Drinks, chips and STEM

Rockville’s young adult science café is a win-win

ASBMB Universities of Shady Grove student chapter officers Mitra Nusraty, honorarium committee chair, Nana Anguah Dei, vice president, Tin Lok Wong, president, Serene Roque, secretary, and Romain Asima, event archive committee chair.

During the 2014 – 15 academic year, groups of middle school, high school and college students gathered after hours in a classroom at the Universities of Shady Grove in Rockville, Md., to munch on snacks and spend some time with local scientists. Participants in a series called the Young Adult Science Café, or YA, the group heard presentations and engaged in informal discussions meant to create dialogue, promote interest in and awareness about STEM, and provide opportunities for any would-be scientists in attendance to hear insiders’ takes on potential science careers.

A program of the Rockville Science Center that is organized by the American Society for Biochemistry and Molecular Biology student chapter of the Universities at Shady Grove, the YA series was initiated by ASBMB member Edward Eisenstein in 2012. We chapter organizers keep it going, motivated to create opportunities that we wish we would have had when we were in high school. Back then, we might have known we were interested in science but rarely had opportunities to interact with a scientist and never got the chance to explore and understand different career paths within STEM. We also understand that interacting with scientists can be very intimidating. We developed the program to be informal so that students comfortably can take advantage of the opportunity to meet scientists and satisfy their curiosity about STEM careers. Featured scientists make a special effort to be approachable. Some have debunked myths related to their specialties, and they often tell funny anecdotes and offer sneak peeks into potential breakthroughs in their fields.

Mitra Nusraty, an honorarium committee chair for YA, has seen scientist–student interactions go very well. “Sometimes, students hesitate to ask questions because they are shy. However, we the undergraduates know what questions to ask because we once had these questions within ourselves! It makes us extremely happy whenever we see students approach our speakers during the break session or after the talk. This means that we are creating opportunities — dialogues for these students that we wish we once had,” she says.

Now that the café has been running for a few years, it’s clear we are connecting supply and demand. We connect passionate scientists who are eager to educate with students who want to know what it takes to be a scientist. Attendees learn from speakers, organizers gain leadership experience and opportunities to network with scientists, and speakers are able to do public outreach and encourage the next generation of STEM professionals. As Nana Anguah-Dei, YA chapter vice president, says, “We are all learning!”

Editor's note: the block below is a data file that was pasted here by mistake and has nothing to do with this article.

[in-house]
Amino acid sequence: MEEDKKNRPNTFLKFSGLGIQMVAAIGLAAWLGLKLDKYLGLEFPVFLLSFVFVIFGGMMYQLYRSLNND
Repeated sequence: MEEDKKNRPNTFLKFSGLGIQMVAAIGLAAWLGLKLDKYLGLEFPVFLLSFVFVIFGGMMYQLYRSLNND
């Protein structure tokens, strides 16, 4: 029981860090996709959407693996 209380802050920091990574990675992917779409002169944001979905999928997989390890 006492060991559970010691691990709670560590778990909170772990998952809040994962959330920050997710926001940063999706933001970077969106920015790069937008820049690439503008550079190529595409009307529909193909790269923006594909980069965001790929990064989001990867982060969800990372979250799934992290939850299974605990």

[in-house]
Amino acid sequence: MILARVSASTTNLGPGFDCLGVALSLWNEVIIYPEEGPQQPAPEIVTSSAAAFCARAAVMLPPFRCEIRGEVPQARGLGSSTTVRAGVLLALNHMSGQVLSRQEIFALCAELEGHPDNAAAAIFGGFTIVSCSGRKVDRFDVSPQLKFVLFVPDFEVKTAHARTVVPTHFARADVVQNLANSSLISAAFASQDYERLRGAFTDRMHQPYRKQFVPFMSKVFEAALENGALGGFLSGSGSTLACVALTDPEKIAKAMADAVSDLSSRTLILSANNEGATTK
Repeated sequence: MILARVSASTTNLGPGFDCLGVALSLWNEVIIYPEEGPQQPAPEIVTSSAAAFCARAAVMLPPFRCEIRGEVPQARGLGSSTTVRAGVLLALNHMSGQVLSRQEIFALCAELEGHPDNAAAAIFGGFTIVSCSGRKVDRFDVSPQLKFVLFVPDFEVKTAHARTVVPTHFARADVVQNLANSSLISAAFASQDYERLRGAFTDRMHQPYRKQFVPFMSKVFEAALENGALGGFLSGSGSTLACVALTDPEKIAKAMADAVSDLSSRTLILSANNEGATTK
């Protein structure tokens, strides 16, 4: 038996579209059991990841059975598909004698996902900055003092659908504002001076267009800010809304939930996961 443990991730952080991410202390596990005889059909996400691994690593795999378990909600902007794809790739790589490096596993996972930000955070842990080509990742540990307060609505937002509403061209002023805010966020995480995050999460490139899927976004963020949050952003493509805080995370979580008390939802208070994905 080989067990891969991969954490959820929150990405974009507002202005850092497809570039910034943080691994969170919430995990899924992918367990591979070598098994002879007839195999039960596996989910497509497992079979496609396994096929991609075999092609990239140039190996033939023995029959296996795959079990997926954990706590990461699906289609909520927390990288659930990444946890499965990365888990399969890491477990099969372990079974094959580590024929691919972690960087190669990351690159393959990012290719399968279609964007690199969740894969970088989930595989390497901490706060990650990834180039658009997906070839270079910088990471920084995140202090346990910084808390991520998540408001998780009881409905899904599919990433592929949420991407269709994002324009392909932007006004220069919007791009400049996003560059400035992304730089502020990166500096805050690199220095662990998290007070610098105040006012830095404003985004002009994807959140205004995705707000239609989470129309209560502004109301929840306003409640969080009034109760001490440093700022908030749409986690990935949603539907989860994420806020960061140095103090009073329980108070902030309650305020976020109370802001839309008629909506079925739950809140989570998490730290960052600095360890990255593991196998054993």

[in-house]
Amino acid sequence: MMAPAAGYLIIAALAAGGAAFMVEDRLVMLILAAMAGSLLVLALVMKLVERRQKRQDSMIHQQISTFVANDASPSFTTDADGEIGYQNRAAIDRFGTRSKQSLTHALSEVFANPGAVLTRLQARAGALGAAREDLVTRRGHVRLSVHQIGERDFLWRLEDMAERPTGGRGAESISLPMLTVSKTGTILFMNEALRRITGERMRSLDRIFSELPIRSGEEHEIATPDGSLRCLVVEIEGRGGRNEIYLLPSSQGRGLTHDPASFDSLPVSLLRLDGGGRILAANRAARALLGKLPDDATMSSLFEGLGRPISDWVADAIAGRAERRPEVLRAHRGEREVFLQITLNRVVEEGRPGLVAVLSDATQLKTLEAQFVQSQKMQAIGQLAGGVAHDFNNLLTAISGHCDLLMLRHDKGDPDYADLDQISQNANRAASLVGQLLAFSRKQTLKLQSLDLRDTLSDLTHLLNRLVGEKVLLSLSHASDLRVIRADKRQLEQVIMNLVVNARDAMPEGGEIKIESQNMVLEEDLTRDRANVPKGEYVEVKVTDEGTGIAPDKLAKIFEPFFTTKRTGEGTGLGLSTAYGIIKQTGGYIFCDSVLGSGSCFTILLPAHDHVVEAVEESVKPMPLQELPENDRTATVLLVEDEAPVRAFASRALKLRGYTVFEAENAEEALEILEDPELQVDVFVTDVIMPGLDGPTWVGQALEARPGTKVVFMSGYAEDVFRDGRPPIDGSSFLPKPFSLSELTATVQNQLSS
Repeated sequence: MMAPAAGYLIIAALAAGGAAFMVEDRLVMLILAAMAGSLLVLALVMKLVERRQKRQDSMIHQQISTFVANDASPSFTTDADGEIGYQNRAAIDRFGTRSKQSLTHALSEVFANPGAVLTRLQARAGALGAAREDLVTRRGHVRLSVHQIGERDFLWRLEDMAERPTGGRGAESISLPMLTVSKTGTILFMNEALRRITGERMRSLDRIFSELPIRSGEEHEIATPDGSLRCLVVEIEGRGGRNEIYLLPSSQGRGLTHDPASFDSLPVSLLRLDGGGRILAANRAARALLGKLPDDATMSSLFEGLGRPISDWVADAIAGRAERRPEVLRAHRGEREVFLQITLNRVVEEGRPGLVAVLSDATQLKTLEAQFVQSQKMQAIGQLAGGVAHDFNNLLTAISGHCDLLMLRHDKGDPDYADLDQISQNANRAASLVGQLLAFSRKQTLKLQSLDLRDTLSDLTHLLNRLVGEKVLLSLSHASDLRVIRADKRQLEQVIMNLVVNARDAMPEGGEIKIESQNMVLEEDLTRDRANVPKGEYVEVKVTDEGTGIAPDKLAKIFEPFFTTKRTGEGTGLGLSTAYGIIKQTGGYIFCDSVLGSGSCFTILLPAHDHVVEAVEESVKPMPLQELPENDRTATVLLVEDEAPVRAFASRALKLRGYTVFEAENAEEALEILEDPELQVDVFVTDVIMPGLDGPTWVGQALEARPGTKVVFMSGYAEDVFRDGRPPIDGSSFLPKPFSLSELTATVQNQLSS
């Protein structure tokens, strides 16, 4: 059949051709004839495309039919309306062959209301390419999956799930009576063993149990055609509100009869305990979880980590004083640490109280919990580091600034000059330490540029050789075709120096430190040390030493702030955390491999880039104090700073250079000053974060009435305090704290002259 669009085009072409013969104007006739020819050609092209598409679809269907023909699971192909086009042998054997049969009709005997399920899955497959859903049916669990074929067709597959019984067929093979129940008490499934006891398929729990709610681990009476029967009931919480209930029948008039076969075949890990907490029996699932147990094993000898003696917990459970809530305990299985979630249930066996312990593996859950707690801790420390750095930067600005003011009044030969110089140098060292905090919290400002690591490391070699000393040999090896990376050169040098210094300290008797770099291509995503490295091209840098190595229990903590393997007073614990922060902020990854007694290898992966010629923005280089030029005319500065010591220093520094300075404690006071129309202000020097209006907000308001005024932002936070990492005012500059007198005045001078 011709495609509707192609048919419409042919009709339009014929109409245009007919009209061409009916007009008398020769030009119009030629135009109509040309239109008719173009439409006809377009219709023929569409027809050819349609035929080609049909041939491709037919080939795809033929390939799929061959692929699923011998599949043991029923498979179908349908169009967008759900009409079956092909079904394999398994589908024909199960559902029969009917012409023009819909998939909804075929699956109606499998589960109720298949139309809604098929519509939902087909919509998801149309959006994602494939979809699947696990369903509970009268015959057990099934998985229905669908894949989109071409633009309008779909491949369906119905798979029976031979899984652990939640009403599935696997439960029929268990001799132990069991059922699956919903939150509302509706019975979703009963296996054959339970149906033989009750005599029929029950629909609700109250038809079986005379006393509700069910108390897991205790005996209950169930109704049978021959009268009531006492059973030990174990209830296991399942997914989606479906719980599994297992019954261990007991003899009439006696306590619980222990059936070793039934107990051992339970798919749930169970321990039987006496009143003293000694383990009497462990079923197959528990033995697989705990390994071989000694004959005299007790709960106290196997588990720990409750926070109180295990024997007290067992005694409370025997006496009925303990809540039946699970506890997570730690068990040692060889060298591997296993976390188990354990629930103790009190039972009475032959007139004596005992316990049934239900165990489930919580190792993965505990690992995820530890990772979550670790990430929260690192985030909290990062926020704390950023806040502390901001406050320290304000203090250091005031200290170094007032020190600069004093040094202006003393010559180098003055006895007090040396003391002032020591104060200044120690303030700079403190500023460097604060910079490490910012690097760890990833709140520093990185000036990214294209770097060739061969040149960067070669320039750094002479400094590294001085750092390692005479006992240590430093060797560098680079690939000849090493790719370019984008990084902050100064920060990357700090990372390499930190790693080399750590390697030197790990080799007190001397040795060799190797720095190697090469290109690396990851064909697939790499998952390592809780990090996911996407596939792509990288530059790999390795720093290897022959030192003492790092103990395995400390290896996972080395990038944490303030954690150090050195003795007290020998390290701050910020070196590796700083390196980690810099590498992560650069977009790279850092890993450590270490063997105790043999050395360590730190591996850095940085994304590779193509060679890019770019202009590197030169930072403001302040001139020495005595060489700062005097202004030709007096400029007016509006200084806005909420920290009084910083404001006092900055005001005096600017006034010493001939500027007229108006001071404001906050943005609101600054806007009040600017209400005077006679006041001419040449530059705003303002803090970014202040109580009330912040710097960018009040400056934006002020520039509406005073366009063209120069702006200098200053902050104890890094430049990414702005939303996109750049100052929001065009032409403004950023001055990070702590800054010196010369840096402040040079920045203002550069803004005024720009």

Through YA, we strive to provide clarification on the role of a scientist. This last year, students learned that scientists not only perform bench work in a laboratory but also work as grant writers or reviewers for organizations that allocate funding for various research projects, experts on the world stage who combine global efforts to prevent pandemics, or even educators who mentor and nurture generations of new scientists. In order for each student to understand these roles and find where she or he belongs in the future, we found the best way is to meet scientists doing those jobs.

Our location helps. We are fortunate to be in Rockville, Md., one of the world’s centers for scientific research and a town that is just down the road from the National Institutes of Health. Our February speaker, David J. Spiro, who is the influenza section chief at the NIH, remarked that Rockville is one of the most resource-filled cities in the United States for STEM careers. He felt that students interested in STEM fields should take more advantage of those resources. Michelle Aroyo–Perez, who is YA’s treasurer, says that’s part of our group’s mission. “We would like to ensure young scholars can have access to these valuable resources within the community so that the community can grow continuously as a whole.”

Six talks were held at the Universities at Shady Grove over the 2014 – 2015 academic year. Our final gathering took place off campus: a talk and tour of the hottest new labs at the Germantown Campus of Montgomery College co-hosted by James Sniezek, Montgomery College’s collegewide dean of chemical and biological sciences. We see a future opportunity to expand YA to all three of Montgomery College’s Maryland campuses.

The YA series starts up again in October.

Tin Lok Wong Tin Lok Wong has a bachelor’s degree in biological science from the University of Maryland. He was president of the ASBMB student chapter at the Universities at Shady Grove from 2013 to 2015.